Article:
Some spiders could be described as fussy eaters in that they have a very restricted range of prey they are willing to eat. The so-called white tailed spider, Lampona, is said to be an obligate araneophage (spider eater), which means it rarely, if ever, feeds on creatures other than spiders. Inside houses it certainly seems to be very happy to play a role in keeping the numbers of other spiders down and it also is proficient at ambushing bark spidersin the bush whenever the opportunity arises. Lampona sometimes even succeeds in capturing 'impossible' prey such as Pholcus, the daddy-long-legs spider.

Similarly, salticids belonging to the genus Myrmarachne are excellent mimics of ants and prefer to feed exclusively on them if possible. To facilitate this they have developed an ant-like external appearance that allows them to join a stream of foraging ants without alarming them. But some spiders, including Hadrotarsine theridiids such as Phycosoma, seem to prefer ants as prey even though they do not have an ant-like disguise. The magnificent spider, Ordgarius magnificus, uses a very different kind of disguise: it haslearned how to make and use a pheromone attractant matching that of a particular species of moth, which therefore becomes a major part of its diet.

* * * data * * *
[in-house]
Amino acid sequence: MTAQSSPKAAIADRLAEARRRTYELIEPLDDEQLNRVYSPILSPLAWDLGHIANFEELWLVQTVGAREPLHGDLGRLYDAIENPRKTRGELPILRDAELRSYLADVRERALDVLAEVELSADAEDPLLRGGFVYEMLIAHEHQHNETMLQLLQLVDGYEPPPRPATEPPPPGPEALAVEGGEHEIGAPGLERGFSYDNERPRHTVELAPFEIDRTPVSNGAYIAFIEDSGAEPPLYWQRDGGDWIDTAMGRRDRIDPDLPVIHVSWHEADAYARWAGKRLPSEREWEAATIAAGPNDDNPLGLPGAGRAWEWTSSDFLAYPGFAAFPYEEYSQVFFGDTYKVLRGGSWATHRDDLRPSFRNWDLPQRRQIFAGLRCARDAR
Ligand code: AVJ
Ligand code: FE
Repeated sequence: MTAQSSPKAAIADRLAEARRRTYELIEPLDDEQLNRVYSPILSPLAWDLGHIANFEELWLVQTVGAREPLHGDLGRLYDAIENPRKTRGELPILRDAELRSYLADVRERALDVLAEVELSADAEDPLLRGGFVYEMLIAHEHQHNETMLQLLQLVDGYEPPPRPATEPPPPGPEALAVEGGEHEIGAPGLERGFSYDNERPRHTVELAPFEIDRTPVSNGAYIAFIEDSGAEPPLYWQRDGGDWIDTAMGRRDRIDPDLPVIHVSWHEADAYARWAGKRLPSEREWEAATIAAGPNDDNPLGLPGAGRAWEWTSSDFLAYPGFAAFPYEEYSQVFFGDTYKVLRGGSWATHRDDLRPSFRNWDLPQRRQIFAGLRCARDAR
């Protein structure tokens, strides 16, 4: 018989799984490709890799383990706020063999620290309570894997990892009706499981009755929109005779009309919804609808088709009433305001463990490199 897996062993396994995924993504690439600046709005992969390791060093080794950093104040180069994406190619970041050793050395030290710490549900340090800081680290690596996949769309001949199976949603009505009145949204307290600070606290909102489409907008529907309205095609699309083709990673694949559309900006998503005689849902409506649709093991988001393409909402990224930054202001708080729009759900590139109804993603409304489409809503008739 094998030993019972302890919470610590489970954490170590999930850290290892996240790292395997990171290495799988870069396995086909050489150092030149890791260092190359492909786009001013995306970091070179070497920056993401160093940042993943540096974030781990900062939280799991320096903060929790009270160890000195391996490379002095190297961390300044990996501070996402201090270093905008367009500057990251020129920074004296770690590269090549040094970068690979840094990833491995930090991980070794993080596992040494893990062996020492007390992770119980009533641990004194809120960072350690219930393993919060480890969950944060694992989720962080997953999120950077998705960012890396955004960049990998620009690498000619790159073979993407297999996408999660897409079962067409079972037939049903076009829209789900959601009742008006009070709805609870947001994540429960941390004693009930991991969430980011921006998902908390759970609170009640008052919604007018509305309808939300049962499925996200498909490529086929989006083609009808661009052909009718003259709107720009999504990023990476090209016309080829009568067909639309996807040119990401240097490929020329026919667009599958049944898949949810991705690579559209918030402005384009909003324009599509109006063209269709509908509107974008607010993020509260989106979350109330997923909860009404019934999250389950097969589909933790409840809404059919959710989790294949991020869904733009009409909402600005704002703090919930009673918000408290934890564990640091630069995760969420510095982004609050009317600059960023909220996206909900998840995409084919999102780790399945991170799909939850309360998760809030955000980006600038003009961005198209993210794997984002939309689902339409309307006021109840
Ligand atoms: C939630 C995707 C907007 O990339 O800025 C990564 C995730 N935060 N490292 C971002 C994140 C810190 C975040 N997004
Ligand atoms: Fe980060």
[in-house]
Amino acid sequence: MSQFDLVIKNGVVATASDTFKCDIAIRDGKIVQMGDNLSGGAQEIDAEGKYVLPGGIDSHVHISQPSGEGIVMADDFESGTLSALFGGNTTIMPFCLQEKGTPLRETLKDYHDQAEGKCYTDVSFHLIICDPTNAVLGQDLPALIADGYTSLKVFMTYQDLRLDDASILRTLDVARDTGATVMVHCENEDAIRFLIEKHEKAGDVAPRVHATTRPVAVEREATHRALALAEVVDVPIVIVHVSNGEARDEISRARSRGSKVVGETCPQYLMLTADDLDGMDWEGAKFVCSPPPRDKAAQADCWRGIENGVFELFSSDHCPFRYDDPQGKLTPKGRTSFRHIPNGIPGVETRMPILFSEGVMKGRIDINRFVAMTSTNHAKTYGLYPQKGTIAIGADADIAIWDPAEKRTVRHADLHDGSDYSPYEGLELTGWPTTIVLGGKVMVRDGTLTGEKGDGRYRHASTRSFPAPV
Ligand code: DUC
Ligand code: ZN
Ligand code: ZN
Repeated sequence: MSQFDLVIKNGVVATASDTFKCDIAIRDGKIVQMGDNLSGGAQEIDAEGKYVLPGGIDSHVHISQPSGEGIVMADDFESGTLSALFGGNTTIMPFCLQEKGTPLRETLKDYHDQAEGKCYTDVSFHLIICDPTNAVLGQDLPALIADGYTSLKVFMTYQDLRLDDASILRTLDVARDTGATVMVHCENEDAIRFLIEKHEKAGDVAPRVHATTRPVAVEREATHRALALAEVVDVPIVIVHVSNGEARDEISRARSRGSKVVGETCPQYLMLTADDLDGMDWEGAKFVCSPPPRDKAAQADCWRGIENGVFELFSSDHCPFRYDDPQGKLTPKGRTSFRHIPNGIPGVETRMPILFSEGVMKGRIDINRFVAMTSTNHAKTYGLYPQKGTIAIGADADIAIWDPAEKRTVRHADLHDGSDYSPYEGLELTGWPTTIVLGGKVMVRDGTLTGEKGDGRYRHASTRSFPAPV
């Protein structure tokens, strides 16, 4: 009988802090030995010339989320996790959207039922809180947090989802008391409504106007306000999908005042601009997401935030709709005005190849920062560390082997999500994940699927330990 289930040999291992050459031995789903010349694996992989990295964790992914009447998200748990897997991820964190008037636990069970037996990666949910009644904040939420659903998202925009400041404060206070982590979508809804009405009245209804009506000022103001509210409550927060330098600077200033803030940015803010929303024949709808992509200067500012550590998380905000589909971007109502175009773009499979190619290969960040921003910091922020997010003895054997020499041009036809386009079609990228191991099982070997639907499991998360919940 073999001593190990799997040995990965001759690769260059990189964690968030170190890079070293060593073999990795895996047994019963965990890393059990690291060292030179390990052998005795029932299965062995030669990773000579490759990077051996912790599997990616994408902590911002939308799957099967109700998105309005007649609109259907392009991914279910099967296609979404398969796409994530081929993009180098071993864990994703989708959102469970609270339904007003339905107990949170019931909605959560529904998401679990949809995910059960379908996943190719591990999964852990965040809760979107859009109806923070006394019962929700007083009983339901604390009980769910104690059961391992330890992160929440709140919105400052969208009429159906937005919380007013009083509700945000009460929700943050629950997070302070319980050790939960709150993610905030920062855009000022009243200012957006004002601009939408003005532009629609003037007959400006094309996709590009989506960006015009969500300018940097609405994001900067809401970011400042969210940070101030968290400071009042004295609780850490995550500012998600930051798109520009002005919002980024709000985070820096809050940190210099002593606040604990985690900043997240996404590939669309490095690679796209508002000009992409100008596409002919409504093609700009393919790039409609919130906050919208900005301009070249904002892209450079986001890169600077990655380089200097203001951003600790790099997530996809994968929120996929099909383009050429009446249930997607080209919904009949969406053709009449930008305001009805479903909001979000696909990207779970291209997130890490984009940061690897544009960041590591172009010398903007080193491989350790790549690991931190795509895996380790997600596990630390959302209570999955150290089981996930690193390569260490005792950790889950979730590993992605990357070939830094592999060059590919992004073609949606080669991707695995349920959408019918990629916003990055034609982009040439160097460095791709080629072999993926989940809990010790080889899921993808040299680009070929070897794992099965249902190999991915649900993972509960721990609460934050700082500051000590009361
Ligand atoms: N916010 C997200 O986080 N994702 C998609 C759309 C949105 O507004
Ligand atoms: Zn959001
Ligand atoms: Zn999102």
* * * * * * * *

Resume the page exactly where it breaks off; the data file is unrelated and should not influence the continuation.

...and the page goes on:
What anatomical structures does a spider use for ingesting and digesting food?
Many people worry about being bitten by spiders but the reality is that spiders do not have jaws like those of a savage dog and cannot actually bite anyone or any creature. Instead of conventional mandibles (jawbones) they have a pair of chelicerae on the ends of which are fangs that can penetrate human skin if they are long enough. These are helpful for grasping and immobilizing prey and are usually assisted by a scissor action of the chelicerae. On some spider species there are strong teeth that help the spider tear open its prey to provide access to its tissues and sometimes the palps and even the front legs and the spider's mouthparts also play a holding and crushing role.

The mouth opening is surrounded by the chelicerae in front and underneath the spider, a pair of maxillae on the sides, and a central labium. For most spiders there are fine hairs projecting inwards over the mouth entrance that strain solid particles out of any food the spider tries to ingest, only liquified materials actually entering the digestive system.

From the mouth the digestive tube passes backwards within the cephalothorax to a muscular expansion usually called the sucking stomach. This has a cross-section that can concertina and it has muscles attached to the roof and sides of the cephalothorax to increase its volume as well as encircling muscle bands that can compress it. Thus, it is able to drive fluid both forward and backwards by compression and suction. This arrangement allows the spider to pump digestive secretions into the captured prey and then to suck liquified food back into itself.